I got my pie ingredients when I went in to work at 6:00.  And walked to the front of the store to pay as soon as they unlocked the front door at 7:00 (this from the person who swore to not to be buying food/ingredients on the day before Thanksgiving), so I would not be gnashing my teeth behind customers who had hundreds of dollars worth of goods. And was fortunately out of there before noon, at home stirring up the wonderful fluffy pumpkin pie to share with friends.

too suspenseful...

...a couple of movies I have taken myself to recently. One was yesterday, when I went to a matinee to see the latest (and I assume the final installment of the series) version of 'Hunger Games'. It may be due to my not watching television, and out of the habit of anxiety over invented/scripted crises. Or it could be that I am person who is just not well suited to worrying about things I cannot control. (Like the man I live with who frets over weather conditions and things going on all over the planet weather-wise that he sees on TV and can do nothing about except talk and worry.

I'm assuming it was the end of the story, since two of the major players died - and there is finally peace in the kingdom, with a ruler that everyone agreed upon. But there were places in the movie, sitting there in the dark, on about the fourth row, right in the middle too close to the screen so I could not duck down and hide from danger: I thought of leaving. I wanted to see it, wanted to know what was going on, but while it was happening I was really uncomfortable. Not wanting to insert 'spoiler' here, I will not give details, but there was a point when they were underground, in the dark and up to their necks in water, listening to creepy sounds, when I am pretty sure my hears skipped a beat or too.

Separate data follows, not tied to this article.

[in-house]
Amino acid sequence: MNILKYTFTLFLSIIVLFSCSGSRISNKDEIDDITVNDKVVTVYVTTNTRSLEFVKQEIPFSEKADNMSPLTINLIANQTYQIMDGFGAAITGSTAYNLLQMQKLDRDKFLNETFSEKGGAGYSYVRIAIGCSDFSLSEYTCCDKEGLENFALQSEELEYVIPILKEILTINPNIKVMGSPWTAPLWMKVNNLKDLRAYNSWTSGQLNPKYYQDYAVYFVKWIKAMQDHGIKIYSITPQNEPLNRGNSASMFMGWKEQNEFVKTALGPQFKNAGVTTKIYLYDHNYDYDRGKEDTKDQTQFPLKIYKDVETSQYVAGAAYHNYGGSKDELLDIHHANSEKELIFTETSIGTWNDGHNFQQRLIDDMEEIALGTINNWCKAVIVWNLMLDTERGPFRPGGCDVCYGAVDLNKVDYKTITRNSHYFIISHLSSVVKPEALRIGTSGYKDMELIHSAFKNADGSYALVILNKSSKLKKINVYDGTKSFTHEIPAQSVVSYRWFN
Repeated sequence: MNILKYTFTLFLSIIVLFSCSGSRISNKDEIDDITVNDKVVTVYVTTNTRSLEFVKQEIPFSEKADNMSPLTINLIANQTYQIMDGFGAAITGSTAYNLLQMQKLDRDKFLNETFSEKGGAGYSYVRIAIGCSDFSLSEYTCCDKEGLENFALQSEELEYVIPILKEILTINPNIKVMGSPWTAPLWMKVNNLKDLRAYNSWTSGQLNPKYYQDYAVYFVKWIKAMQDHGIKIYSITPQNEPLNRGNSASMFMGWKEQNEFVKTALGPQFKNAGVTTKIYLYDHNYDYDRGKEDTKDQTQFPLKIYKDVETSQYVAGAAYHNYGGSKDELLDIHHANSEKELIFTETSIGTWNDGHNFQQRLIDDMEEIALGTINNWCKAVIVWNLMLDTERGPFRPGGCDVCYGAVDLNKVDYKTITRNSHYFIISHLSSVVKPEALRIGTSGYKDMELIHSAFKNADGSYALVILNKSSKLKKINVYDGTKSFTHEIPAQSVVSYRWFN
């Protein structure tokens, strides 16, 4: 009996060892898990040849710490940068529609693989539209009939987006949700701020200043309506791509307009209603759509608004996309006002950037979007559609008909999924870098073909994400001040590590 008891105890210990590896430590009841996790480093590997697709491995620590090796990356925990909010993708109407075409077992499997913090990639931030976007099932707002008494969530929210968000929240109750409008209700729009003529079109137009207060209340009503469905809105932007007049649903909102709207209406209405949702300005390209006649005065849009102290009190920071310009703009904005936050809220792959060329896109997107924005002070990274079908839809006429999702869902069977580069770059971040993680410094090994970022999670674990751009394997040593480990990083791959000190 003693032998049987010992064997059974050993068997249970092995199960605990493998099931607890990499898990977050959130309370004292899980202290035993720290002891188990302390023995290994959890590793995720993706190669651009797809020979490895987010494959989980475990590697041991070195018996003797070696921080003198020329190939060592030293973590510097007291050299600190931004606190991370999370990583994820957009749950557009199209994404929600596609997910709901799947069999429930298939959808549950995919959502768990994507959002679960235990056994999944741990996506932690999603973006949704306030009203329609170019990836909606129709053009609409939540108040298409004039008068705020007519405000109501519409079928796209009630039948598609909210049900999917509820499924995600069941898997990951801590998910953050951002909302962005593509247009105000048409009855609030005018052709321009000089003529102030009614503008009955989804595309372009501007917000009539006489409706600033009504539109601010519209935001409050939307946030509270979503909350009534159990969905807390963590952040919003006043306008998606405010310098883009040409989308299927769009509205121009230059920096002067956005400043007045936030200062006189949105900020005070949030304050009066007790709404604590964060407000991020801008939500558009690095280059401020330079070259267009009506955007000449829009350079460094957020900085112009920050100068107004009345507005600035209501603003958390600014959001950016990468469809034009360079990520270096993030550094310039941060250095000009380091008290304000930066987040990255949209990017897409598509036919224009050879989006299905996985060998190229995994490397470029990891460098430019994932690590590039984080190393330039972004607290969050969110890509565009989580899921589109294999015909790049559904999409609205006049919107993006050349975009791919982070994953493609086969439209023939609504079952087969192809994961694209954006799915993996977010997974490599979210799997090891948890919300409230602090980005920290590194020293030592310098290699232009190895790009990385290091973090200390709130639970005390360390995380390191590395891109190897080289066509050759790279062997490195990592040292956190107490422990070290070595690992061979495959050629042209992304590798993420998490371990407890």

The other movie recently viewed was The Martian. I think I knew the screenplay was based on a book. And now know I should have read the book instead, so I could just put in a book mark and walk away when I needed a breather! Like being shipwrecked times a gazillion. Knowing you will die from a thousand different problems - just not knowing which one will the that final zinger that will do you in. The character played by Matt Damon was a remarkably resourceful guy, as is anyone who qualifies for the astronaut program. But there were times when I thought: I need to be able to exhale and slow my pulse, breathe in and out, relax from all these problems piling on top of each other.